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Judge Rules Utility Regulators Must Accept Low-Income Advocates In Rate Case

Power_pole electricity

The Franklin Circuit Court has ruled Kentucky utility regulators must include groups advocating for low-income families in the latest Louisville Gas & Electric rate case.

Regulators denied groups including the Sierra Club and the Association of Community Ministries from intervening in the rate case earlier this month, while at the same time granting the right to Walmart and Kroger.

Plaintiff Attorney Tom FitzGerald said it was the first time in more than a decade low-income groups were denied the right to intervene, and he's pleased with the case’s outcome.

“So we can get back to the business of trying to make sure that these concerns of low-income advocates and affordable housing advocates are being taken care of when rates are being raised,” FitzGerald said.

Judge Phillip Shepherd granted the temporary injunction on Wednesday. The ruling allows groups that were initially denied access to request information from utilities and present testimony on behalf of low-income customers.

Kentucky’s Public Service Commission is tasked with balancing the interests of ratepayers with the needs of utilities when considering a rate hike. Ordinarily, businesses and advocacy groups intervene to represent their interests.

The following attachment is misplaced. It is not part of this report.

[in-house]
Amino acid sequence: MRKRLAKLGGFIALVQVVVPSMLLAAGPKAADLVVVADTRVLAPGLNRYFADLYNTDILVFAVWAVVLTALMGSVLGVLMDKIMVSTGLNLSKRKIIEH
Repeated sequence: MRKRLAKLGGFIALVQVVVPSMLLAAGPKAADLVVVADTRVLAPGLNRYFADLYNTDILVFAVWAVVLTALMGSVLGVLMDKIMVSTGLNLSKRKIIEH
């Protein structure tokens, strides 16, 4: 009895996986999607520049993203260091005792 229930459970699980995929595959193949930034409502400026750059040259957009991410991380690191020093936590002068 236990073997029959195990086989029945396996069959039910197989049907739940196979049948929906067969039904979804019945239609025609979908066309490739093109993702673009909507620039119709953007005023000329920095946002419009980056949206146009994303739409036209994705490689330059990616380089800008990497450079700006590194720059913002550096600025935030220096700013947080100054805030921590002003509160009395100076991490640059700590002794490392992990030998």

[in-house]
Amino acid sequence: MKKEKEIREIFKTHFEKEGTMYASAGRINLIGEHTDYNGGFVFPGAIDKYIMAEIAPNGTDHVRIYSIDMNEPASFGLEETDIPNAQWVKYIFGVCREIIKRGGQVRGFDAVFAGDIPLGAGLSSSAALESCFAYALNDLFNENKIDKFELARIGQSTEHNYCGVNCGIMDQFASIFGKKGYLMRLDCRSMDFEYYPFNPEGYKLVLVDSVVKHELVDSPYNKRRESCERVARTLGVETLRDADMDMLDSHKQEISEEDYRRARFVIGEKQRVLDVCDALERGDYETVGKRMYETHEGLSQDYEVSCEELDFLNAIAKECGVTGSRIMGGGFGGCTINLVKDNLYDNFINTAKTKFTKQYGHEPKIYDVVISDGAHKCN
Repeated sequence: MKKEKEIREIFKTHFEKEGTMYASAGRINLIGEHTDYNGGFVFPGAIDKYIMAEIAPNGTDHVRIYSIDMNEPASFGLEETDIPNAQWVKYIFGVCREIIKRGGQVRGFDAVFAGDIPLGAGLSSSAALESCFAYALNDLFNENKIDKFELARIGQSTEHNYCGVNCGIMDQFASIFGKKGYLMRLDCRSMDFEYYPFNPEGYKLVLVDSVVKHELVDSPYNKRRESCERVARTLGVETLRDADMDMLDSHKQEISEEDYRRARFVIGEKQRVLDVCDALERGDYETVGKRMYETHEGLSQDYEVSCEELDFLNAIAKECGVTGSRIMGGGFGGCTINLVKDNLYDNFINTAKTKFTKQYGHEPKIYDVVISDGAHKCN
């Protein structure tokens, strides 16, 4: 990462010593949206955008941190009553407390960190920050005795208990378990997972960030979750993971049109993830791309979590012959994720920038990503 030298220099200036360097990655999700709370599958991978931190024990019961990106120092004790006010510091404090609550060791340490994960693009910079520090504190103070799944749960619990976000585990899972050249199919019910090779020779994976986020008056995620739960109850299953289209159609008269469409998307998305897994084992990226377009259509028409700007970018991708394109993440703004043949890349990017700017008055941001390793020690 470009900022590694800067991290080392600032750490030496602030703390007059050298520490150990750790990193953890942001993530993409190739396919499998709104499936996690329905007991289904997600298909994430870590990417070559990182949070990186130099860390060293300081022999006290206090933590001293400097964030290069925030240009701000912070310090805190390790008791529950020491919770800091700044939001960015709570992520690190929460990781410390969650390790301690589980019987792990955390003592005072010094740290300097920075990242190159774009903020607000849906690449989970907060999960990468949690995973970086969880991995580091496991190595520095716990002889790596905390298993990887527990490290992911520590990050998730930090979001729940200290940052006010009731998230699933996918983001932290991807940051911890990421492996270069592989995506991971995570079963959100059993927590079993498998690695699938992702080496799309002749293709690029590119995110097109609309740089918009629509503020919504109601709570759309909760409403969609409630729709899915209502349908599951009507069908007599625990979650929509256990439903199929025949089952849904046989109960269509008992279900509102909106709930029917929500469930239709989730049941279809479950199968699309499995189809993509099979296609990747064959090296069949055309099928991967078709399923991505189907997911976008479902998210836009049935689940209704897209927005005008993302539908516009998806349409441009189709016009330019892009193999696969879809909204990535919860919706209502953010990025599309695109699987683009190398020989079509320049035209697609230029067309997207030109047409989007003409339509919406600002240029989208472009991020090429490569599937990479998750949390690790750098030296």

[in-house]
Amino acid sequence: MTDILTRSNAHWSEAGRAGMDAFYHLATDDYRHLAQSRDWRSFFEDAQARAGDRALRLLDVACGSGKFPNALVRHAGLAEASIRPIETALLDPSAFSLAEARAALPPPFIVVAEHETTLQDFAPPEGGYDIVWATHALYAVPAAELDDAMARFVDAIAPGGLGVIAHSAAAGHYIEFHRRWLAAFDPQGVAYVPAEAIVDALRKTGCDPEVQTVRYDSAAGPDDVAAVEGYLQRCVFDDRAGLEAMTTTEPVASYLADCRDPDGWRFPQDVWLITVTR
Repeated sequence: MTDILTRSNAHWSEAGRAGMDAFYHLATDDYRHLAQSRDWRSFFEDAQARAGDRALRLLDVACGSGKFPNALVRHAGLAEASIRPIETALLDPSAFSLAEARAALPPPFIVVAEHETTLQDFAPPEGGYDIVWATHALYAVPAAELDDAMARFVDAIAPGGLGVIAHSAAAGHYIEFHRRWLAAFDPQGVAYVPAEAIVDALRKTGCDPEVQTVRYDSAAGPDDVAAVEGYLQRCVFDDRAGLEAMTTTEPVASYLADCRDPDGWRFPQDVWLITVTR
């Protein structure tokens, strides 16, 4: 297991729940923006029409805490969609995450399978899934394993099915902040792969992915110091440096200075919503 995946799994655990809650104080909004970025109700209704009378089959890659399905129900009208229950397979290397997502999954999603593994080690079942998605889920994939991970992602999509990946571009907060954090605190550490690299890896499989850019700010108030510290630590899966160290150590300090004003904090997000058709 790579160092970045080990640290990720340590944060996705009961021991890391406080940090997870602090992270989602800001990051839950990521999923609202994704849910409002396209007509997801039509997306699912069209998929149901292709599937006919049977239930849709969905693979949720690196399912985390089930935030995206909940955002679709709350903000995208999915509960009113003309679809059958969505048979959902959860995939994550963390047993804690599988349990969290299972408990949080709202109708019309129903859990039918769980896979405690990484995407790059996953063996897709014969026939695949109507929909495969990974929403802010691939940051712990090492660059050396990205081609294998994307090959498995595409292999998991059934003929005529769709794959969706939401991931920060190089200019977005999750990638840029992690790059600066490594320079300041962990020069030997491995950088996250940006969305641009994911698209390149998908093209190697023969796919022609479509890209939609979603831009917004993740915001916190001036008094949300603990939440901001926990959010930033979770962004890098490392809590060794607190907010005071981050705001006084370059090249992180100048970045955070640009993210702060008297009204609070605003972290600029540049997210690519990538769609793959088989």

In this case, the commission decided the Attorney General’s Office was capable of addressing the needs of low-income customers, making the other groups unnecessary.

The PSC's evidence was based on a single news article quoting Attorney General Andy Beshear and was unrelated to rate adjustment cases. In the ruling, Shepherd called the article "political rhetoric" with no value as evidence.

The ruling said the Public Service Commission’s decision to deny the group would set a “dangerous precedent.”

“Here, however, the plaintiffs were denied intervention without any rational explanation, and the Attorney General is now responsible for representing those diverse interests, without the participation of the public interest groups with the most knowledge and expertise on the issue,” according to the ruling.

The ruling notes that Beshear also supports the intervention of the advocacy groups.

A spokesman for the Public Service Commission said it was still reviewing the decision and unable to comment.

Louisville Gas & Electric is requesting rate increases that could increase monthly electricity bills about $4.23 on average. Average gas rates would rise about $4.93 per month, said  LG&E spokeswoman Natasha Collins.

Ryan Van Velzer is WFPL's Energy and Environment Reporter. Email Ryan at rvanvelzer@lpm.org.